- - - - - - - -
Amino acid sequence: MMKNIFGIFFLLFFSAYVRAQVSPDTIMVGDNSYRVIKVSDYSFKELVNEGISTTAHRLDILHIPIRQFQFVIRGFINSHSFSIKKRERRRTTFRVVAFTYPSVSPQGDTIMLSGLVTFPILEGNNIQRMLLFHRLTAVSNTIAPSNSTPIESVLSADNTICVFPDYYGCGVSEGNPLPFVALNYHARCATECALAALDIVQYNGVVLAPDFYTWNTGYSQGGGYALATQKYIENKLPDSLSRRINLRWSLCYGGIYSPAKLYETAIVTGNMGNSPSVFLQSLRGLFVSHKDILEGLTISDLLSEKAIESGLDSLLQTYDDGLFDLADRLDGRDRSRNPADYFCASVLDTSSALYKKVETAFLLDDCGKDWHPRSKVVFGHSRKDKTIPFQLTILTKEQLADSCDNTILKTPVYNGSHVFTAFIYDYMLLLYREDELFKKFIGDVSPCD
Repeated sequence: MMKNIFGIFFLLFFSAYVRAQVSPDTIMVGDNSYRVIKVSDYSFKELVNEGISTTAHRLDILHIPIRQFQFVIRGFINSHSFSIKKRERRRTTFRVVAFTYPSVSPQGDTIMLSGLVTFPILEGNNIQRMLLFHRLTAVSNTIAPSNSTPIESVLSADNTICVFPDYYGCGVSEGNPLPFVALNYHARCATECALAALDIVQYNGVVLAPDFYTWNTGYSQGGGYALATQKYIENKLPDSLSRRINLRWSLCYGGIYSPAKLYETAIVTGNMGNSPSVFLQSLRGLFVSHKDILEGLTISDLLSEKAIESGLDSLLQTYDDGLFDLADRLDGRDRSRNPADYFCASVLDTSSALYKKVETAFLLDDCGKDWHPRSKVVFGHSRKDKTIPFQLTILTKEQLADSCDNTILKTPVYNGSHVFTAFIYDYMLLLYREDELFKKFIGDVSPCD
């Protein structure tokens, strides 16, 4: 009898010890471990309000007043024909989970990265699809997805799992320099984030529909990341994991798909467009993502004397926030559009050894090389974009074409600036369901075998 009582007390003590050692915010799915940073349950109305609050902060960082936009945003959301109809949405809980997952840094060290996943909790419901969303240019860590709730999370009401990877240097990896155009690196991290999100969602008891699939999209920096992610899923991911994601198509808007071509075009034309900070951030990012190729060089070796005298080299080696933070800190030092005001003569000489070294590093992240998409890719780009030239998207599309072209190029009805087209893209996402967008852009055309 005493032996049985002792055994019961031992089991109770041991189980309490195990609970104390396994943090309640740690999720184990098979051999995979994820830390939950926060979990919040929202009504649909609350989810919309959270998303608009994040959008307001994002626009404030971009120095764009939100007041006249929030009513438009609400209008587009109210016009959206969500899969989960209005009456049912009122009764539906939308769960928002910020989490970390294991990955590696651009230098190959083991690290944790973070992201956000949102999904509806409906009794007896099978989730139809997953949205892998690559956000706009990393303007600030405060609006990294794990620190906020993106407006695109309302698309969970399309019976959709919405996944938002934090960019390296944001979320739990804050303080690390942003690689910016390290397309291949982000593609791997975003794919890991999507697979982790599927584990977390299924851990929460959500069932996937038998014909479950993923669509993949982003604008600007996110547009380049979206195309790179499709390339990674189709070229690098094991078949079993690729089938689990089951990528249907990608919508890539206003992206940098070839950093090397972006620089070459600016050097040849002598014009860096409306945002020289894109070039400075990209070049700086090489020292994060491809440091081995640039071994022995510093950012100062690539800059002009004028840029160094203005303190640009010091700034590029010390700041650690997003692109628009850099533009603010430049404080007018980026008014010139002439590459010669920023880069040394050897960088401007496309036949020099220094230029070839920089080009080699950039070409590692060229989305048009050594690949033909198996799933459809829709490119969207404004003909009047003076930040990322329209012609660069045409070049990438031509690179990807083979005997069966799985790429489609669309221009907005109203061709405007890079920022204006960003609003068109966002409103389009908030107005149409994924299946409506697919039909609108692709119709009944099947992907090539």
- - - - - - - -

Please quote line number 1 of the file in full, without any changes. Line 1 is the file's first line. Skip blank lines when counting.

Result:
Amino acid sequence: MMKNIFGIFFLLFFSAYVRAQVSPDTIMVGDNSYRVIKVSDYSFKELVNEGISTTAHRLDILHIPIRQFQFVIRGFINSHSFSIKKRERRRTTFRVVAFTYPSVSPQGDTIMLSGLVTFPILEGNNIQRMLLFHRLTAVSNTIAPSNSTPIESVLSADNTICVFPDYYGCGVSEGNPLPFVALNYHARCATECALAALDIVQYNGVVLAPDFYTWNTGYSQGGGYALATQKYIENKLPDSLSRRINLRWSLCYGGIYSPAKLYETAIVTGNMGNSPSVFLQSLRGLFVSHKDILEGLTISDLLSEKAIESGLDSLLQTYDDGLFDLADRLDGRDRSRNPADYFCASVLDTSSALYKKVETAFLLDDCGKDWHPRSKVVFGHSRKDKTIPFQLTILTKEQLADSCDNTILKTPVYNGSHVFTAFIYDYMLLLYREDELFKKFIGDVSPCD